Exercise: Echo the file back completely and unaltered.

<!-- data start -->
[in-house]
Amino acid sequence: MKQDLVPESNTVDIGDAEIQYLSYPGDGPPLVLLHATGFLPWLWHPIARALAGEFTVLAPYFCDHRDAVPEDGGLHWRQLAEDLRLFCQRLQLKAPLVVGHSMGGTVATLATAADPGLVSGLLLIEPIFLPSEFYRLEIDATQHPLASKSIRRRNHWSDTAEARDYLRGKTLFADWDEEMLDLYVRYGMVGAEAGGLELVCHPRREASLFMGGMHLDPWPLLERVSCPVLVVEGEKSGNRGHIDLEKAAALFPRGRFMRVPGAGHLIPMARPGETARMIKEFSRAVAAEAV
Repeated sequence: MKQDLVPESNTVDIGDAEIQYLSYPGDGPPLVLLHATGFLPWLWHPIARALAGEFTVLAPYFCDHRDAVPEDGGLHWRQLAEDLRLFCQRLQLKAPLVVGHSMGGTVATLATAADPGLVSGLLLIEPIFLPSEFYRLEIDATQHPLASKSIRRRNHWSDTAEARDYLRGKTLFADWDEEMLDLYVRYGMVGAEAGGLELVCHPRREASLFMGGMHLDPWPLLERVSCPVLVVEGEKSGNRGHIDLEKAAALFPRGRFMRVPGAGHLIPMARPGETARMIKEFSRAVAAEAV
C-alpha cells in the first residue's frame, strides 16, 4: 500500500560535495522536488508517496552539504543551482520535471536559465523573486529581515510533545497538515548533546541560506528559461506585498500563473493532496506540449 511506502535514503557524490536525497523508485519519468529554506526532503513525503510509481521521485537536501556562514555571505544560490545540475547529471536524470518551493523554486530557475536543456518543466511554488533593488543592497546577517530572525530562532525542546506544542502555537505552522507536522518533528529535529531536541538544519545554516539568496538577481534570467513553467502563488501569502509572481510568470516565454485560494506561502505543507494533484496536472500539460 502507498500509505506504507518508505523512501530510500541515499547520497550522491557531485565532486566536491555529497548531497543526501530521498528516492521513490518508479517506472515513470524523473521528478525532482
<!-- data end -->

[in-house]
Amino acid sequence: MKQDLVPESNTVDIGDAEIQYLSYPGDGPPLVLLHATGFLPWLWHPIARALAGEFTVLAPYFCDHRDAVPEDGGLHWRQLAEDLRLFCQRLQLKAPLVVGHSMGGTVATLATAADPGLVSGLLLIEPIFLPSEFYRLEIDATQHPLASKSIRRRNHWSDTAEARDYLRGKTLFADWDEEMLDLYVRYGMVGAEAGGLELVCHPRREASLFMGGMHLDPWPLLERVSCPVLVVEGEKSGNRGHIDLEKAAALFPRGRFMRVPGAGHLIPMARPGETARMIKEFSRAVAAEAV
Repeated sequence: MKQDLVPESNTVDIGDAEIQYLSYPGDGPPLVLLHATGFLPWLWHPIARALAGEFTVLAPYFCDHRDAVPEDGGLHWRQLAEDLRLFCQRLQLKAPLVVGHSMGGTVATLATAADPGLVSGLLLIEPIFLPSEFYRLEIDATQHPLASKSIRRRNHWSDTAEARDYLRGKTLFADWDEEMLDLYVRYGMVGAEAGGLELVCHPRREASLFMGGMHLDPWPLLERVSCPVLVVEGEKSGNRGHIDLEKAAALFPRGRFMRVPGAGHLIPMARPGETARMIKEFSRAVAAEAV
C-alpha cells in the first residue's frame, strides 16, 4: 500500500560535495522536488508517496552539504543551482520535471536559465523573486529581515510533545497538515548533546541560506528559461506585498500563473493532496506540449 511506502535514503557524490536525497523508485519519468529554506526532503513525503510509481521521485537536501556562514555571505544560490545540475547529471536524470518551493523554486530557475536543456518543466511554488533593488543592497546577517530572525530562532525542546506544542502555537505552522507536522518533528529535529531536541538544519545554516539568496538577481534570467513553467502563488501569502509572481510568470516565454485560494506561502505543507494533484496536472500539460 502507498500509505506504507518508505523512501530510500541515499547520497550522491557531485565532486566536491555529497548531497543526501530521498528516492521513490518508479517506472515513470524523473521528478525532482